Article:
On dressing like I'm ready to run a marathon in Chacos

I've been a victim of bad fashion on the weekends. But in all fairness, I think we're all entitled to letting ourselves be free from conformity on our days off. Not like it really mattered to me since I work for a startup with a bunch of dudes. But lately, I've taken my poor fashion choices to whole different level, going back-to-back weekends wearing running attire and Chacos.

Not sure how my thighs are much tanner than my calves. 

Not sure how my thighs are much tanner than my calves. 

If you're not familiar with Chacos, it's because you have good taste in style. However, I must say they're by far the most practical sandals I've ever worn in the summer. I refuse to take these things off for anything or anyone. Even if you were Ryan Gosling begging to rub my feet.

I wear them out hiking.

I wear them to work.

I wear them casually out and about.

My sandals are my motherfucking Green Eggs and Ham. I wear this shit everywhere. In a house with a mouse. In a box, with a fox. 

But the madness doesn't end there. 

We can't forget about the running attire and shoes. Here's last weekend at the motorcycle dealership. I was trying out bikes.

Honda Grom

Honda Grom

Can't forget about the following Sunday when I went to Costco to molest bears.

The madness is unreal. So I listed out some hard facts to explain the recent faux pas:

  1. I just came back from working out. True story. I hit the gym to do cardio on the weekends now preoccupied with school during the week.
  2. I'm just tired of being here. I think I've given up on Boston and what everyone else here thinks about me. If you haven't read any of my prior posts, I'm moving out of the state.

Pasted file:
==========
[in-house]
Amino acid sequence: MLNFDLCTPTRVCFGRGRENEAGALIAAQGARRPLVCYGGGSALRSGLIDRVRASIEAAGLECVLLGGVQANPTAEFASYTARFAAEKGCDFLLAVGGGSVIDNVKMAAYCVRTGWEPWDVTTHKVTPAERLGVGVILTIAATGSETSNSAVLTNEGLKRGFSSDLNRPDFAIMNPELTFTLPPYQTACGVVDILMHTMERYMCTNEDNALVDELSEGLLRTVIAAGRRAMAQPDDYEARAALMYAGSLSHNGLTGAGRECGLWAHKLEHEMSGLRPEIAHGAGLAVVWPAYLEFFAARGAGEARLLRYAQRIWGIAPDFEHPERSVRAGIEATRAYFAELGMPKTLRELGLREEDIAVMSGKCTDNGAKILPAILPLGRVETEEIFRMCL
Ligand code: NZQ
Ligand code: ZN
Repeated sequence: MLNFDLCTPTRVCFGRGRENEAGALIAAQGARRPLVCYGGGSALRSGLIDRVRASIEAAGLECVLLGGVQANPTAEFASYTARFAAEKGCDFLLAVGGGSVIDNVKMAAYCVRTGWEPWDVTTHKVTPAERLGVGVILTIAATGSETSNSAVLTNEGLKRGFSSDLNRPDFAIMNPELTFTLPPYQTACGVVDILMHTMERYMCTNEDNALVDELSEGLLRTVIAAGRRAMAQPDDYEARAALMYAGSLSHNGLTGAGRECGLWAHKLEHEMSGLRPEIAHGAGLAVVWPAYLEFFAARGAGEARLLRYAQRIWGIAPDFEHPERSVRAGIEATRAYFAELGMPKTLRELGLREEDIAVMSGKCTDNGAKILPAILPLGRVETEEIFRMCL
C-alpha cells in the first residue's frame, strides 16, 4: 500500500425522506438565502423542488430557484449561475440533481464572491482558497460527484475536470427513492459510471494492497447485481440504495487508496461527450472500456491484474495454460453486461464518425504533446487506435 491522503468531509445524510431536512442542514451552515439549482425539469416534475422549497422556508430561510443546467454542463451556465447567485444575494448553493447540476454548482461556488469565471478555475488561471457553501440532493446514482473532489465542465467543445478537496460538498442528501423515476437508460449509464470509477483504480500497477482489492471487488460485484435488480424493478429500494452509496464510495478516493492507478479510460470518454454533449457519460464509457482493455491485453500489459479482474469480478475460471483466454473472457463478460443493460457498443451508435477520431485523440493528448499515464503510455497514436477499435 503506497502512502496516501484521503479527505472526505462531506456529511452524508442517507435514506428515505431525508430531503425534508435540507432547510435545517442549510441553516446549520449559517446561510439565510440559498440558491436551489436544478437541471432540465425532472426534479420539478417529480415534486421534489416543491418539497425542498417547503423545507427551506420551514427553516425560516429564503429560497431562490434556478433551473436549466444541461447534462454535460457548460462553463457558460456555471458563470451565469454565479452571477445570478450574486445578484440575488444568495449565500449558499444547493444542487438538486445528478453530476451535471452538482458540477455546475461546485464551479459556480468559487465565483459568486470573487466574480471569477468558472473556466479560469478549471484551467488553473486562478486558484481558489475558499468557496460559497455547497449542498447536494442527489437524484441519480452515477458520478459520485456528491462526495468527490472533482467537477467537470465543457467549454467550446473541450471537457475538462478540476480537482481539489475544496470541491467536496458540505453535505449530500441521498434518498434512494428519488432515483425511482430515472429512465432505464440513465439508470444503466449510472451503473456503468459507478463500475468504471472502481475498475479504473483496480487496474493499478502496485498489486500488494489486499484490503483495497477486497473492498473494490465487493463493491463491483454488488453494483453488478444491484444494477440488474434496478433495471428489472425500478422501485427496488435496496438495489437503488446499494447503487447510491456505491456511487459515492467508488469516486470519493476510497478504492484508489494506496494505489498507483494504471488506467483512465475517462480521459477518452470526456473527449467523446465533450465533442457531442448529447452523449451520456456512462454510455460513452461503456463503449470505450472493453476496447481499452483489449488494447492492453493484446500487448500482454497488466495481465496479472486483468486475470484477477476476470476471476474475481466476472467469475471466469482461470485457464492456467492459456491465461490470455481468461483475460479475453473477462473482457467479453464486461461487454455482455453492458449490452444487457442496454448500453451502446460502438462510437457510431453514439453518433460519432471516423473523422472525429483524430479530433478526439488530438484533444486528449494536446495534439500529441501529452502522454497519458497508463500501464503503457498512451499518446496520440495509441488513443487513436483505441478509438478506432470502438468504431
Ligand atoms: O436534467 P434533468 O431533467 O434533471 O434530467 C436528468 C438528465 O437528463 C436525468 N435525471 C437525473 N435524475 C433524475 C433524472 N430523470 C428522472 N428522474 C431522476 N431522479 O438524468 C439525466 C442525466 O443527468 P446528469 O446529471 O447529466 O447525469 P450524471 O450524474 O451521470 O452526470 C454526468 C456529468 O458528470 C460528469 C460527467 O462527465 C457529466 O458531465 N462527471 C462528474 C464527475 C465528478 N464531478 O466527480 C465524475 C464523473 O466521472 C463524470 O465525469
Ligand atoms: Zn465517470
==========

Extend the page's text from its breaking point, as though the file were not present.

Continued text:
3. I'm ALWAYS preparing for the Zombie Apocalypse. Another true story. You just never know when you have to run for your life.

The Boston Effect, Part 2: If tables could talk

It was a gloomy and rainy New England day. So when I heard news that someone wanted to come by and buy my dining room table, I was pretty ecstatic.

I've started selling stuff two days ago and things are selling like hot cakes. I'm fortunate to live in a huge college town filled with kids buying disposable furniture they can wipe their greasy potato chip hands on and build fortresses out of PBR cans with.

But it turns out, the young couple that came by to pick up the table just moved in together for the first time. And it really brought back memories to when Marius and I first moved in together in this very apartment, and how it made me feel like I was passing on this heirloom of fucking love. My only hope for this couple is to pass it on to another couple who would treat it with the same love and would eat-out every night so not to compromise the integrity of the woodwork and fine Swedish engineering that IKEA spent centuries crafting.

In my heart, I knew I couldn't have sold that table to better people. It's weird because I know I'm making it sound like this one fucking table changed my life. But in all seriousness, this ain't no ordinary table.

This table was a symbol of all the conversations we ever had when we came home tired from work, or the many times we've made smoothies and sat there and just stared at each other because sometimes words are worthless. 

It was the symbol of all the times we sat there talking shit about Boston's weather and laughed about how shitty the shittiness was. Because if we laughed hard enough, we'd just forget. And the only thing that would hold our sanities together was each other. That's all that really mattered. 

Easy like Sunday morning.

A photo posted by Mary Anne Rodis (@maryannerodis) on

That table also meant that we would have breakfast for dinner and no one would judge us.

Bwekfust for dinnur.